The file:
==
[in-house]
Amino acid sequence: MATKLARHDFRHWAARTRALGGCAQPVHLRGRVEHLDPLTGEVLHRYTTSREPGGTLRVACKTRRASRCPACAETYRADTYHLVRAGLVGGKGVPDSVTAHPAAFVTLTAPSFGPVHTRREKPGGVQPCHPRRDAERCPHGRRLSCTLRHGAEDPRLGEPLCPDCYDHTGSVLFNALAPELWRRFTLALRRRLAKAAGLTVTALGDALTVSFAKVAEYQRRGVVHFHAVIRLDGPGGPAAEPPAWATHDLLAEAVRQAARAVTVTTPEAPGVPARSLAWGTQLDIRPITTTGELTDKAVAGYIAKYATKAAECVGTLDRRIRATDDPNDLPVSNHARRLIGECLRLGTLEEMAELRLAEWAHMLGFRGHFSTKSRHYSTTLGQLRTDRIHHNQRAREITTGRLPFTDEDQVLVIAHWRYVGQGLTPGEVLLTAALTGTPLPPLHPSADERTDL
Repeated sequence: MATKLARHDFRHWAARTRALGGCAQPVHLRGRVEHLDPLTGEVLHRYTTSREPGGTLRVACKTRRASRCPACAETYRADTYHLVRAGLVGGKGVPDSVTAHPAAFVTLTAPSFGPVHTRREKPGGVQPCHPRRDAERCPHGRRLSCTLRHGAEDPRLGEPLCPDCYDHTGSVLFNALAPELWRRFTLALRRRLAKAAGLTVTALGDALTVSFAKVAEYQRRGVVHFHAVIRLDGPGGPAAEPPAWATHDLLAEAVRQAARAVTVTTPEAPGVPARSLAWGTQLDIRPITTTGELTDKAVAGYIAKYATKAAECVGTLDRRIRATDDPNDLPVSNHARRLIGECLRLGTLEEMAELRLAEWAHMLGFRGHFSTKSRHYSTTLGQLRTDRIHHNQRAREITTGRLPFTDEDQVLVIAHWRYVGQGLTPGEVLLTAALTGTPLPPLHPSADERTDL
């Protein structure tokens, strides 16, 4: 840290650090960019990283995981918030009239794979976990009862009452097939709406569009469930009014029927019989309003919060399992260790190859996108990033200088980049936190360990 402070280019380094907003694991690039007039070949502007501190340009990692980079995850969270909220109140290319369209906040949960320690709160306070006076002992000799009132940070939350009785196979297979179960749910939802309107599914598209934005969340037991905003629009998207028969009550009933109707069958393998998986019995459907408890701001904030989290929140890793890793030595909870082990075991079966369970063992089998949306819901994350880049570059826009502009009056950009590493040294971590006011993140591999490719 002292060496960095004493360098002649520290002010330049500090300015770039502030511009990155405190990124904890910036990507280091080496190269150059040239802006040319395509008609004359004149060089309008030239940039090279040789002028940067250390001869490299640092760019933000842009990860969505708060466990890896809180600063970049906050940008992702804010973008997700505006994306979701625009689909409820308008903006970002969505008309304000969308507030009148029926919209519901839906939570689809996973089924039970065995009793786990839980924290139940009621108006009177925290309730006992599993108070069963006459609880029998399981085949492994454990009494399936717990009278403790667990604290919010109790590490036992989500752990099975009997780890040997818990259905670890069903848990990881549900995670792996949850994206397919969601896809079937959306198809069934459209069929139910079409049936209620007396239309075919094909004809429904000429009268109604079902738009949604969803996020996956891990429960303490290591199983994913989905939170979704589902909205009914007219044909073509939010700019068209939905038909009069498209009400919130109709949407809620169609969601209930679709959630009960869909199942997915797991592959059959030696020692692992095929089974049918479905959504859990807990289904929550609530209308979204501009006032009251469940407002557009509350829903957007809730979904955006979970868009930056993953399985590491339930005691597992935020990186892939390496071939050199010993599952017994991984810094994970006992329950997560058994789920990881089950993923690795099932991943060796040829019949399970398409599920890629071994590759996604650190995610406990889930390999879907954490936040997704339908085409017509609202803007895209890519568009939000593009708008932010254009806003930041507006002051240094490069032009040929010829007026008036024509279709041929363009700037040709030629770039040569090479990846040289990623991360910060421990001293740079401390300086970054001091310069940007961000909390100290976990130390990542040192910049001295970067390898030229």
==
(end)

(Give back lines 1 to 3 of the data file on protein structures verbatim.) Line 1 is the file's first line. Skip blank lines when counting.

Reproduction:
[in-house]
Amino acid sequence: MATKLARHDFRHWAARTRALGGCAQPVHLRGRVEHLDPLTGEVLHRYTTSREPGGTLRVACKTRRASRCPACAETYRADTYHLVRAGLVGGKGVPDSVTAHPAAFVTLTAPSFGPVHTRREKPGGVQPCHPRRDAERCPHGRRLSCTLRHGAEDPRLGEPLCPDCYDHTGSVLFNALAPELWRRFTLALRRRLAKAAGLTVTALGDALTVSFAKVAEYQRRGVVHFHAVIRLDGPGGPAAEPPAWATHDLLAEAVRQAARAVTVTTPEAPGVPARSLAWGTQLDIRPITTTGELTDKAVAGYIAKYATKAAECVGTLDRRIRATDDPNDLPVSNHARRLIGECLRLGTLEEMAELRLAEWAHMLGFRGHFSTKSRHYSTTLGQLRTDRIHHNQRAREITTGRLPFTDEDQVLVIAHWRYVGQGLTPGEVLLTAALTGTPLPPLHPSADERTDL
Repeated sequence: MATKLARHDFRHWAARTRALGGCAQPVHLRGRVEHLDPLTGEVLHRYTTSREPGGTLRVACKTRRASRCPACAETYRADTYHLVRAGLVGGKGVPDSVTAHPAAFVTLTAPSFGPVHTRREKPGGVQPCHPRRDAERCPHGRRLSCTLRHGAEDPRLGEPLCPDCYDHTGSVLFNALAPELWRRFTLALRRRLAKAAGLTVTALGDALTVSFAKVAEYQRRGVVHFHAVIRLDGPGGPAAEPPAWATHDLLAEAVRQAARAVTVTTPEAPGVPARSLAWGTQLDIRPITTTGELTDKAVAGYIAKYATKAAECVGTLDRRIRATDDPNDLPVSNHARRLIGECLRLGTLEEMAELRLAEWAHMLGFRGHFSTKSRHYSTTLGQLRTDRIHHNQRAREITTGRLPFTDEDQVLVIAHWRYVGQGLTPGEVLLTAALTGTPLPPLHPSADERTDL